Artists in Offices: An Ethnography of an Academic Art Science

Front Cover
Transaction Publishers, 1979 - Art - 165 pages
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Universities have become important sources of patronage and professional artistic preparation. With the growing academization of art instruction, young artists are increasingly socialized in bureaucratic settings, and mature artists find themselves working as organizational employees in an academic setting. As these artists lose the social marginality and independence associated with an earlier, more individual aesthetic production, much cultural mythology about work in the arts becomes obsolete.

This classic ethnography, based on fieldwork and interviews carried out at the California Institute of the Arts in the 1980s, analyzes the day-to-day life of an organization devoted to work in the arts. It charts the rise and demise of a particular academic art "scene," an occupational utopian community that recruited its members by promising them an ideal work setting. Now available in paperback, it offers insight into the worlds of art and education, and how they interact in particular settings. The nature of career experience in the arts, in particular its temporal structure, makes these occupations particularly receptive to utopian thought. The occupational utopia that served as a recruitment myth for the particular organization under scrutiny is examined for what it reveals about the otherwise unexpressed impulses of the work world.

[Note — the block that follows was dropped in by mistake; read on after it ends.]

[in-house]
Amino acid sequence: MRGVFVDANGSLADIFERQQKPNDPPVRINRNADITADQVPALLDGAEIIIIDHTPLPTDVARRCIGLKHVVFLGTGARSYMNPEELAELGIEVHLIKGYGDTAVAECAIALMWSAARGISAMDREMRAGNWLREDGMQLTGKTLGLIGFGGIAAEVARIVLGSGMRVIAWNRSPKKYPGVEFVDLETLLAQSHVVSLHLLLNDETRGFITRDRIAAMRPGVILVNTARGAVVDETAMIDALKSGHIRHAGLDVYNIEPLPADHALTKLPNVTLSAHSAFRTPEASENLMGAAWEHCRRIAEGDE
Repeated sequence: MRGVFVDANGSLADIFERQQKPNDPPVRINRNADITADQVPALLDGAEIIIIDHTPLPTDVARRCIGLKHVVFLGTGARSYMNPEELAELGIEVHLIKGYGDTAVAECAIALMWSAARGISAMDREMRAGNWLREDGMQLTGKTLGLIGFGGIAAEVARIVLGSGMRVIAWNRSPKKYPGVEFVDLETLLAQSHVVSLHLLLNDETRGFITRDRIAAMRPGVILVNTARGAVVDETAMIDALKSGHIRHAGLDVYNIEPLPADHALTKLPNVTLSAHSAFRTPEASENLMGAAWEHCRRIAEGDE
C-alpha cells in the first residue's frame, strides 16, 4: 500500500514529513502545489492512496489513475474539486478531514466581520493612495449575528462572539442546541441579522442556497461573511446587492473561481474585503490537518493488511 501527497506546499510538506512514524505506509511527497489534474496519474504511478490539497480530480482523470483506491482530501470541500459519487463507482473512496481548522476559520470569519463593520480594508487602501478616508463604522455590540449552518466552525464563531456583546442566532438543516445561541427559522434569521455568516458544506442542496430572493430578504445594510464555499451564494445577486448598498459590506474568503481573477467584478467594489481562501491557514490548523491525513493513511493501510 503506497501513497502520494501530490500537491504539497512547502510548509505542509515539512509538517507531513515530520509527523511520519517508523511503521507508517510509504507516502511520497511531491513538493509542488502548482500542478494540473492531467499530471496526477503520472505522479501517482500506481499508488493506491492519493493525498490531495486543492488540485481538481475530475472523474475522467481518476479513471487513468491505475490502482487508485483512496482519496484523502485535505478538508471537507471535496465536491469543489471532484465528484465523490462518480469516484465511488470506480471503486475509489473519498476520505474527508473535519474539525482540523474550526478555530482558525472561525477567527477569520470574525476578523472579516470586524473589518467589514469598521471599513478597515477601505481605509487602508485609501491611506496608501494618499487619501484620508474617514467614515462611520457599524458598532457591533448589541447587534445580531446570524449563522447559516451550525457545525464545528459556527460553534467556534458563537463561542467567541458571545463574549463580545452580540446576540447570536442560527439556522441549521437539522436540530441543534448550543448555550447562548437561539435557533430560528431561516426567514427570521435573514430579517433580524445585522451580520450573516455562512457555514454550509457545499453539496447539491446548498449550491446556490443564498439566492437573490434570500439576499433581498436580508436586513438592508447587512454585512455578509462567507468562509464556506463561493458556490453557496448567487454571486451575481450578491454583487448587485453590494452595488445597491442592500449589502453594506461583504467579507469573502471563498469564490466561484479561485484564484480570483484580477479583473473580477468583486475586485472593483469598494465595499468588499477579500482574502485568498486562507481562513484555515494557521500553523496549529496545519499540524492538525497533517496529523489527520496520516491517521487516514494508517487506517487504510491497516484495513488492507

"One of those rare works that so strikingly captures enduring social truths that its appeal will be as great for the general reader as the specialist."--Michael Useem, The Wharton School of the University of Pennsylvania

"[A] signal contribution to the relatively recent but growing field of the sociology of art. It will be widely discussed for a very long time as a work of extraordinary and extraordinarily attractive talent."--Kurt H. Wolff, Brandeis University

"A major original work both in sociology of the arts and in sociology of education. Her analysis goes far beyond any similar interpretations of art education or of the art world. It is a lasting contribution to sociology and should become a classic."--Maurice R. Stein, Jacob S. Potofsky, Brandeis University

Judith Adler is professor of sociology at Memorial University of Newfoundland, Canada. She holds a Ph.D. from Brandeis University, and she has been published in Society, Social Research, Issues in Criminology, Theory and Society, and The American Journal of Sociology.


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The author has made some good points about the art school system as it pertains to creativity and autonomy versus the stereotypical 9 to 5 and how these two aspects sometimes combine inadvertently. However, her writing style is absolutely terrible. So many of her points could have been simplified. I could not follow her writing, simply because of the excruciatingly long sentences and overly elevated diction. It was very pretentious. 


Artists in Offices
Revolutionary Art and The Art of Revolution
Founding Fathers and Seed Money
Alluring the Artists The Construction of an Art Scene
Artists Cockaigne
Laymen Among Artists
Teaching the Unteachable
Conclusion End of Utopia
Subject Index
Name Index

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